Strong parliament essential for democracy

Press Release, 27 July 2009

Islamabad: The parliament must be made strong and popular with the people if continuation of the democratic system is to be guaranteed. This was the consensus at a consultation with parliamentarians, leaders of political parties and civil society activists from Punjab and Pakhtunkhwa (NWFP) organized here the other day by the Human Rights Commission of Pakistan (HRCP).

The participants were unanimous in holding the military’s, especially the intelligence agencies’, interference in political matters as the biggest obstacle to parliament’s supremacy and stability of the democratic system.

There was complete unanimity among the participants on restoration of the 1973 constitution except for certain amendments (voting age, women’s seats, etc)

The participants were also unanimous in calling for due accountability of political leaders and stricter checks on floor-crossing. A call for reducing election expenses and for political parties to award election tickets on merit was also supported.

They agreed that parliament will become strong and play its leading role in promoting democracy if it paid due attention to people’s concerns and gave their interest preference to all other matters.

There was some difference of opinion on the suggestion that religious forces had put unwarranted restrictions on the parliament’s supremacy and therefore the ideal of a secular democracy had to be reaffirmed. One political party was seriously opposed to this formulation.

The main recommendations made by the meeting included:

•    The federal and provincial legislatures should be the only law-making bodies. No other entity/forum should have the power to make laws. The central parliament should avoid encroaching on provinces’ legislative functions.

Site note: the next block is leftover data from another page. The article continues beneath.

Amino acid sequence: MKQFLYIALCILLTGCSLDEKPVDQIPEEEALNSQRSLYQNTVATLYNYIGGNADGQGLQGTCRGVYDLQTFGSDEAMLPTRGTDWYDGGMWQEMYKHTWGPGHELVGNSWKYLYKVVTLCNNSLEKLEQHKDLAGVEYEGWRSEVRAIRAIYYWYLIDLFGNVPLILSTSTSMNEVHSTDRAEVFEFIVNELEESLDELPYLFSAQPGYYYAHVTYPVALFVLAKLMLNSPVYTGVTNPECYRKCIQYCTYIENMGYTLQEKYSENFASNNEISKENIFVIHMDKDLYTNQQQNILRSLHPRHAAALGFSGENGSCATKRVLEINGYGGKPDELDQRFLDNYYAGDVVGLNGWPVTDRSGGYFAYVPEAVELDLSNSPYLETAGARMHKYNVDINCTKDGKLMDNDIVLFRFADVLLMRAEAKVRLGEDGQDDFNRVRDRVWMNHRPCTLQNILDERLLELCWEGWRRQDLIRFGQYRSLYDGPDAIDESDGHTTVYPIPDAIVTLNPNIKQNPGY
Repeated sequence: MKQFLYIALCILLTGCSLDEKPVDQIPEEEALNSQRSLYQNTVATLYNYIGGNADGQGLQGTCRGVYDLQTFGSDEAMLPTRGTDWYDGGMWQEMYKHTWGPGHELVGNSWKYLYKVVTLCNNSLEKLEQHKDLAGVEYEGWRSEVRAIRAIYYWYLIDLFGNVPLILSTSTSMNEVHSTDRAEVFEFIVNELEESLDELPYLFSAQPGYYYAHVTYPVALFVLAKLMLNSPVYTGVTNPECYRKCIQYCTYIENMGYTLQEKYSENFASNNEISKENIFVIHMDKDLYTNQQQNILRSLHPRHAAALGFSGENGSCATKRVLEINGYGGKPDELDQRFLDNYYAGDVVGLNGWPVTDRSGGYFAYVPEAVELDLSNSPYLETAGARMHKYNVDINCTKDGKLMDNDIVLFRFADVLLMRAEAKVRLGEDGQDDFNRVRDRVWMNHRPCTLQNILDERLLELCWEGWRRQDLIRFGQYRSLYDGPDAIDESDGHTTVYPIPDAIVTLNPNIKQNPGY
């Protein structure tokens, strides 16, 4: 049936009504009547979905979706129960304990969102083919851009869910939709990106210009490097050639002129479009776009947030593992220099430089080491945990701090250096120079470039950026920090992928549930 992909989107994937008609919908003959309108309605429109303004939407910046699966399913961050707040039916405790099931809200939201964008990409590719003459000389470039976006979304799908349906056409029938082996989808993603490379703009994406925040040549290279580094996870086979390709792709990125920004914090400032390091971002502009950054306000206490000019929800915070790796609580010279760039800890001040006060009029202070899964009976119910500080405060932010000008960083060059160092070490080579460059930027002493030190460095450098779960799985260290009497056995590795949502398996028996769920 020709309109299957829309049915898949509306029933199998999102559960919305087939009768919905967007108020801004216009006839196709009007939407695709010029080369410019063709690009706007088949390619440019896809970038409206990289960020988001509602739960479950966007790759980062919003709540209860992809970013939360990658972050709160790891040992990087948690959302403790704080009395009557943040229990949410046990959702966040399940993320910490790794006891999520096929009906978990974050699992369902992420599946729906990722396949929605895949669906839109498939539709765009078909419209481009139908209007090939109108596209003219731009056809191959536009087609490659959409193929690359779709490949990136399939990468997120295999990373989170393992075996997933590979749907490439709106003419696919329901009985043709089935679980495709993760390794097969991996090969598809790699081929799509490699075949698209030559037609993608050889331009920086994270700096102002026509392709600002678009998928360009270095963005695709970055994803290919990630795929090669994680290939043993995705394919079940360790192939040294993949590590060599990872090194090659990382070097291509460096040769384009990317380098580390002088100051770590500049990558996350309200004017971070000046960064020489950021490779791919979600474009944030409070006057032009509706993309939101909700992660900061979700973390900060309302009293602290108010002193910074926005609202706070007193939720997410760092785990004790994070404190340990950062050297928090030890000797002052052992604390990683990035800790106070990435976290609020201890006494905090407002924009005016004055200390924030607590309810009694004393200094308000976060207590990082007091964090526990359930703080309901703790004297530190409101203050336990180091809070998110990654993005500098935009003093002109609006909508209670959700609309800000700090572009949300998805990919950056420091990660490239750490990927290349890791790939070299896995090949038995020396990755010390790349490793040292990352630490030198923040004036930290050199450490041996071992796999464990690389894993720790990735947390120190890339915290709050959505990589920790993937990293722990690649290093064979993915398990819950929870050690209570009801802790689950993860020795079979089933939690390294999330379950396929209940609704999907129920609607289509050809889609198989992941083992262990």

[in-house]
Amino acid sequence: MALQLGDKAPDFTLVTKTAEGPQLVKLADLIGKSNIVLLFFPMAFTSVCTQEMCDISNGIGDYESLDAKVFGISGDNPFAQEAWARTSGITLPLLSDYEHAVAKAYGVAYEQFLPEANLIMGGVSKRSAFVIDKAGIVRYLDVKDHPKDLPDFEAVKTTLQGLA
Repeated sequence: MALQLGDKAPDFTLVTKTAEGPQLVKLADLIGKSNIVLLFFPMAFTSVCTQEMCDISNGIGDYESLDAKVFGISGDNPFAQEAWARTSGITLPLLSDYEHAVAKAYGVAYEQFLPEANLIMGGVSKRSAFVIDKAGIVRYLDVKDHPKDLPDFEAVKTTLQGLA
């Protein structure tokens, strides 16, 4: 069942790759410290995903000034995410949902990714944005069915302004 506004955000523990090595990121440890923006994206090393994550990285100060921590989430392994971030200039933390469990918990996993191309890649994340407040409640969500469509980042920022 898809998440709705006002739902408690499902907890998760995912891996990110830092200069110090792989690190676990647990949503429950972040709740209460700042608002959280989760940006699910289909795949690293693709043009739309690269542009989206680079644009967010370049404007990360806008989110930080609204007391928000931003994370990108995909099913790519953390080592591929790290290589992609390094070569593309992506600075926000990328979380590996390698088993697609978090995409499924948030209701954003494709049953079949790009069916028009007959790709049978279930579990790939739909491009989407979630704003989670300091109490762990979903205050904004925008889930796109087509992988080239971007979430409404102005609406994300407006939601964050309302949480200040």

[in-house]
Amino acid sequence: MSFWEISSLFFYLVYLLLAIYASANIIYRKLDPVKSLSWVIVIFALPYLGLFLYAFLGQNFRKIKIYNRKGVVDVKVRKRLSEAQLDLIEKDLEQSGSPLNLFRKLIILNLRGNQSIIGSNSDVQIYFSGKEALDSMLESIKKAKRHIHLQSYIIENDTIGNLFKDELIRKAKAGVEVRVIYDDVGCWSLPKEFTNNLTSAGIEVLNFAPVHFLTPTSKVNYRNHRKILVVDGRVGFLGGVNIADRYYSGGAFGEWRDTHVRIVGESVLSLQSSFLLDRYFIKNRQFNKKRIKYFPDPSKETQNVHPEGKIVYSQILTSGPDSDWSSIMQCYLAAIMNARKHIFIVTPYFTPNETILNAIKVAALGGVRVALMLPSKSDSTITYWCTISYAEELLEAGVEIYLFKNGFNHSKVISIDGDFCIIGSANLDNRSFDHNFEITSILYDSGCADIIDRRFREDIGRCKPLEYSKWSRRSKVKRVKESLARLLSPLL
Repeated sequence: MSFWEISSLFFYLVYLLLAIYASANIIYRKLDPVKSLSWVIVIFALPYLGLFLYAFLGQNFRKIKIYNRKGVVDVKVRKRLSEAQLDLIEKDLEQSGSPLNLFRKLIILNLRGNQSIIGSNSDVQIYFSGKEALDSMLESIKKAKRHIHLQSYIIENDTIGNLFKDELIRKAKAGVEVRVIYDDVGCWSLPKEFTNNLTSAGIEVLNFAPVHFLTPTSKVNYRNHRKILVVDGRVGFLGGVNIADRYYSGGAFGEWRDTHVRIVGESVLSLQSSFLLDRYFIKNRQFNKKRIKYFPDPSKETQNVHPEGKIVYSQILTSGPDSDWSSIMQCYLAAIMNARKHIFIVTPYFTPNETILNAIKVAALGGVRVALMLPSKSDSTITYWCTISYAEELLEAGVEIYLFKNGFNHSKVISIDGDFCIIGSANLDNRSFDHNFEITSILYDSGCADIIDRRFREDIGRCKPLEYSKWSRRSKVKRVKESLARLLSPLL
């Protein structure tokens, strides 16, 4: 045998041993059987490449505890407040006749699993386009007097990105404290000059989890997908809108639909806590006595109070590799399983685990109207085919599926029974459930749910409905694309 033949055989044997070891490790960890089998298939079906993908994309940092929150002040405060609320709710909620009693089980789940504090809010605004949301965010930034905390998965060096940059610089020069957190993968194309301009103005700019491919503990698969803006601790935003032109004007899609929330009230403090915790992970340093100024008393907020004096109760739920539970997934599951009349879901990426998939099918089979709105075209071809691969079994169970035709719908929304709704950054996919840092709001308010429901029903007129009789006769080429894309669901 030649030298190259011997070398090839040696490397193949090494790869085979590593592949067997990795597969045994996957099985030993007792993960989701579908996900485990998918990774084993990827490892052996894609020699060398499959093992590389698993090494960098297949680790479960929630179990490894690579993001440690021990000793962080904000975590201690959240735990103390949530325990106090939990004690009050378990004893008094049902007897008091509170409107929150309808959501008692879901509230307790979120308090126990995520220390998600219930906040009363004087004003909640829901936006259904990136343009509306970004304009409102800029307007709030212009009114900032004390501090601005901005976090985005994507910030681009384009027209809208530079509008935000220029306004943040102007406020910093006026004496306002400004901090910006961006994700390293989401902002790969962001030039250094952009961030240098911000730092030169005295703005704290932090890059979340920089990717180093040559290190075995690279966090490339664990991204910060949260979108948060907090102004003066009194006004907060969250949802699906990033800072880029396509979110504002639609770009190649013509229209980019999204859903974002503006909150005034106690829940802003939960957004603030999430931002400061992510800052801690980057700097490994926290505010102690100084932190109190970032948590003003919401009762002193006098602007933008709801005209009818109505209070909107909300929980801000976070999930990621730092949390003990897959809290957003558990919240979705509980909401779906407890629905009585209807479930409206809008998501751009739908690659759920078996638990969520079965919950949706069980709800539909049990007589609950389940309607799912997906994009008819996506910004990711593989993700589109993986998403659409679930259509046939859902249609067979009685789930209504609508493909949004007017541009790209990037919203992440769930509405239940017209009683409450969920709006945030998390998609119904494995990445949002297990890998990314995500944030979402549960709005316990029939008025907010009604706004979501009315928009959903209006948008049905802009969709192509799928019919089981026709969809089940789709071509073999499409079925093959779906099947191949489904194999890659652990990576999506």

•    The constitution should be amended to bar any fresh taxation without the parliament’s approval. Parliament should also oversee subordinate legislation, such as rules made under enactments. Non-legislative acts, such as SROs and notifications enjoying the power of law, should always be put on legislatures’ tables.

•    A parliamentary commission should examine all ordinances that have been issued over the past many decades so that they can be validated or dropped under parliament’s authority. No law that has not been made by a competent legislature should be allowed to remain on the statute book for more than four months.

•    No government policy should be adopted without a thorough debate in parliament.

•    Parliament should have a say in the appointment of Chief Election Commissioner, service chiefs, and the judges.

•    The Rules of Business should be approved by the legislature concerned.

•    All international treaties signed by Pakistan as well as reports to the UN must be debated in parliament.

•    The standing committees should be set up within two weeks of the formation of the legislatures and they should meet regularly.

•    The parliament will gain in stature if Senate’s power are increased.

•    The proceedings of legislatures should be published within two weeks of events and in national languages. Each legislature must offer up-to-date information on its website. It should also issue an annual report on its activities.

•    All legislatures should provide space for the articulation of special groups’ (women, minorities) views.

•    The procedure regarding private members’ bills/resolutions should be revised so as to increase their contribution to legislative work.

•    The question hour should be used to provide as much information on the state’s and government’s affairs as possible.

The meeting also called upon the political parties to train their workers in parliamentary proceedings, hold discussion on legislative proposals at the various levels of organisation, exercise their powers of overseeing the work of their government/parliamentary parties and sensitise their following to the demands of participatory democracy.